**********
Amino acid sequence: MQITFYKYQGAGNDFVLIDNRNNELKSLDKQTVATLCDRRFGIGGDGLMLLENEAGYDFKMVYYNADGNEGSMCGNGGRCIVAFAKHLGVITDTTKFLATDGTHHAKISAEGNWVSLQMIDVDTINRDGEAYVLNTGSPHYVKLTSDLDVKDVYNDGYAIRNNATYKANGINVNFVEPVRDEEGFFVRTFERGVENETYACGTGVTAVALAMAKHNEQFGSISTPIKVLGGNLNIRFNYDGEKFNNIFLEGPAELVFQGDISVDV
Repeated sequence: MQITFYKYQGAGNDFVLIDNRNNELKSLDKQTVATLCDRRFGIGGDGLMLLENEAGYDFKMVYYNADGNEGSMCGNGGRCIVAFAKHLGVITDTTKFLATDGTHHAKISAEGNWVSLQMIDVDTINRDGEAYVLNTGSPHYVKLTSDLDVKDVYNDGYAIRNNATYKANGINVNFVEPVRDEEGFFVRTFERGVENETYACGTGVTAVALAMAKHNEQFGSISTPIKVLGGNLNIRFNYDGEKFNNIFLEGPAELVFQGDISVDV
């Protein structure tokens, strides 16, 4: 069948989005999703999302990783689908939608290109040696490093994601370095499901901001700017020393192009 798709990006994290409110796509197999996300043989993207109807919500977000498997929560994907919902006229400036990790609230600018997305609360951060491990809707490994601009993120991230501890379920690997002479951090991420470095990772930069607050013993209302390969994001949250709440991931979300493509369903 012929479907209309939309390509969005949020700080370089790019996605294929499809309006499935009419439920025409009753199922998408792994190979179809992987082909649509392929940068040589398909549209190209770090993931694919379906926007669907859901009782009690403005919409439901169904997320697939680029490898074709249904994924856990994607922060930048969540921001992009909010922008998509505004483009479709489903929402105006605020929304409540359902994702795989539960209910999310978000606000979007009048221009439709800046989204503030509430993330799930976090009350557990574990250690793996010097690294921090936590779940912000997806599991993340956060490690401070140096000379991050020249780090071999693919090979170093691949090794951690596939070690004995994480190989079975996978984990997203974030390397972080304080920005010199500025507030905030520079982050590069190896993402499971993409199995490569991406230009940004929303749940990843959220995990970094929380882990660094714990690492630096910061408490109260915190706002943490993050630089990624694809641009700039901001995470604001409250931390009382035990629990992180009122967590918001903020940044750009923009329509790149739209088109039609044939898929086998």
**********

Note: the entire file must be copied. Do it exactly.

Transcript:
Amino acid sequence: MQITFYKYQGAGNDFVLIDNRNNELKSLDKQTVATLCDRRFGIGGDGLMLLENEAGYDFKMVYYNADGNEGSMCGNGGRCIVAFAKHLGVITDTTKFLATDGTHHAKISAEGNWVSLQMIDVDTINRDGEAYVLNTGSPHYVKLTSDLDVKDVYNDGYAIRNNATYKANGINVNFVEPVRDEEGFFVRTFERGVENETYACGTGVTAVALAMAKHNEQFGSISTPIKVLGGNLNIRFNYDGEKFNNIFLEGPAELVFQGDISVDV
Repeated sequence: MQITFYKYQGAGNDFVLIDNRNNELKSLDKQTVATLCDRRFGIGGDGLMLLENEAGYDFKMVYYNADGNEGSMCGNGGRCIVAFAKHLGVITDTTKFLATDGTHHAKISAEGNWVSLQMIDVDTINRDGEAYVLNTGSPHYVKLTSDLDVKDVYNDGYAIRNNATYKANGINVNFVEPVRDEEGFFVRTFERGVENETYACGTGVTAVALAMAKHNEQFGSISTPIKVLGGNLNIRFNYDGEKFNNIFLEGPAELVFQGDISVDV
């Protein structure tokens, strides 16, 4: 069948989005999703999302990783689908939608290109040696490093994601370095499901901001700017020393192009 798709990006994290409110796509197999996300043989993207109807919500977000498997929560994907919902006229400036990790609230600018997305609360951060491990809707490994601009993120991230501890379920690997002479951090991420470095990772930069607050013993209302390969994001949250709440991931979300493509369903 012929479907209309939309390509969005949020700080370089790019996605294929499809309006499935009419439920025409009753199922998408792994190979179809992987082909649509392929940068040589398909549209190209770090993931694919379906926007669907859901009782009690403005919409439901169904997320697939680029490898074709249904994924856990994607922060930048969540921001992009909010922008998509505004483009479709489903929402105006605020929304409540359902994702795989539960209910999310978000606000979007009048221009439709800046989204503030509430993330799930976090009350557990574990250690793996010097690294921090936590779940912000997806599991993340956060490690401070140096000379991050020249780090071999693919090979170093691949090794951690596939070690004995994480190989079975996978984990997203974030390397972080304080920005010199500025507030905030520079982050590069190896993402499971993409199995490569991406230009940004929303749940990843959220995990970094929380882990660094714990690492630096910061408490109260915190706002943490993050630089990624694809641009700039901001995470604001409250931390009382035990629990992180009122967590918001903020940044750009923009329509790149739209088109039609044939898929086998």